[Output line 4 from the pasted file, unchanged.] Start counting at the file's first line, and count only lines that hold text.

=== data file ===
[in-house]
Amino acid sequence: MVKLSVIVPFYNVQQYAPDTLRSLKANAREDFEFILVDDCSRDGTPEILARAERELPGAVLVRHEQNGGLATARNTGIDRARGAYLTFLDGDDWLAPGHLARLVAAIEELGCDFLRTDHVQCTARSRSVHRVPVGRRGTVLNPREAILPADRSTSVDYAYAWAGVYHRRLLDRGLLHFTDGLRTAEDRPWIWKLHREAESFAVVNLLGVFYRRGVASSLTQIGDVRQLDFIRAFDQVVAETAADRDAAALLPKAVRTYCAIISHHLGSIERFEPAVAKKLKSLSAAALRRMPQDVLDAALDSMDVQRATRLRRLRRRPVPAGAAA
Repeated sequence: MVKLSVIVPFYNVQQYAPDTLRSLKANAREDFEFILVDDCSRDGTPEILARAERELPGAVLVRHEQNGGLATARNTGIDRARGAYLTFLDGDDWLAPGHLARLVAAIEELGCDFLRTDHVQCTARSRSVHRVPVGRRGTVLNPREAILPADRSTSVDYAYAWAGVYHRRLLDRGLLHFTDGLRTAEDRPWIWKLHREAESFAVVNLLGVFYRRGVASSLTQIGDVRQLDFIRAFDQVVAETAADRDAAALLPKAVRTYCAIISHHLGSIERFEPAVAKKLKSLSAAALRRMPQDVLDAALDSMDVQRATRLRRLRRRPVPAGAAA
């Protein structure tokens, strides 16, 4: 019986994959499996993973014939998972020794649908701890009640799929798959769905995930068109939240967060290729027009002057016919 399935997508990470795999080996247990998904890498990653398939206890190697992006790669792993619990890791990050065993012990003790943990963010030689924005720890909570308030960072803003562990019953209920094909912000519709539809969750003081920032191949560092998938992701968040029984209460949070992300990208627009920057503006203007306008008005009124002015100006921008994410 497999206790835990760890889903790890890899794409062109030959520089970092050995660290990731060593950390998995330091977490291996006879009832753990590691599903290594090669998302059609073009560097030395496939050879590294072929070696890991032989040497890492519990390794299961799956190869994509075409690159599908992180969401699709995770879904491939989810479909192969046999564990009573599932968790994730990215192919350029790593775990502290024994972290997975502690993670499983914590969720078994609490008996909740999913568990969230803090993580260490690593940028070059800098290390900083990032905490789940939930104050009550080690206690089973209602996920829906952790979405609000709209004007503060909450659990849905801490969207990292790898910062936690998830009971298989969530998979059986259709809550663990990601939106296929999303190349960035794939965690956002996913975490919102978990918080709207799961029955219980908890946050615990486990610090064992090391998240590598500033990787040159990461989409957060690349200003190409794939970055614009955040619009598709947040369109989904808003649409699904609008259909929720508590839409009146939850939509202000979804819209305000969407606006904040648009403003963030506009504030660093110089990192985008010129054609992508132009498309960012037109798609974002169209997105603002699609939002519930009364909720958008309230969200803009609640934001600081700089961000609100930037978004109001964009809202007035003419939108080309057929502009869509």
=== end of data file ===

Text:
């Protein structure tokens, strides 16, 4: 019986994959499996993973014939998972020794649908701890009640799929798959769905995930068109939240967060290729027009002057016919 399935997508990470795999080996247990998904890498990653398939206890190697992006790669792993619990890791990050065993012990003790943990963010030689924005720890909570308030960072803003562990019953209920094909912000519709539809969750003081920032191949560092998938992701968040029984209460949070992300990208627009920057503006203007306008008005009124002015100006921008994410 497999206790835990760890889903790890890899794409062109030959520089970092050995660290990731060593950390998995330091977490291996006879009832753990590691599903290594090669998302059609073009560097030395496939050879590294072929070696890991032989040497890492519990390794299961799956190869994509075409690159599908992180969401699709995770879904491939989810479909192969046999564990009573599932968790994730990215192919350029790593775990502290024994972290997975502690993670499983914590969720078994609490008996909740999913568990969230803090993580260490690593940028070059800098290390900083990032905490789940939930104050009550080690206690089973209602996920829906952790979405609000709209004007503060909450659990849905801490969207990292790898910062936690998830009971298989969530998979059986259709809550663990990601939106296929999303190349960035794939965690956002996913975490919102978990918080709207799961029955219980908890946050615990486990610090064992090391998240590598500033990787040159990461989409957060690349200003190409794939970055614009955040619009598709947040369109989904808003649409699904609008259909929720508590839409009146939850939509202000979804819209305000969407606006904040648009403003963030506009504030660093110089990192985008010129054609992508132009498309960012037109798609974002169209997105603002699609939002519930009364909720958008309230969200803009609640934001600081700089961000609100930037978004109001964009809202007035003419939108080309057929502009869509």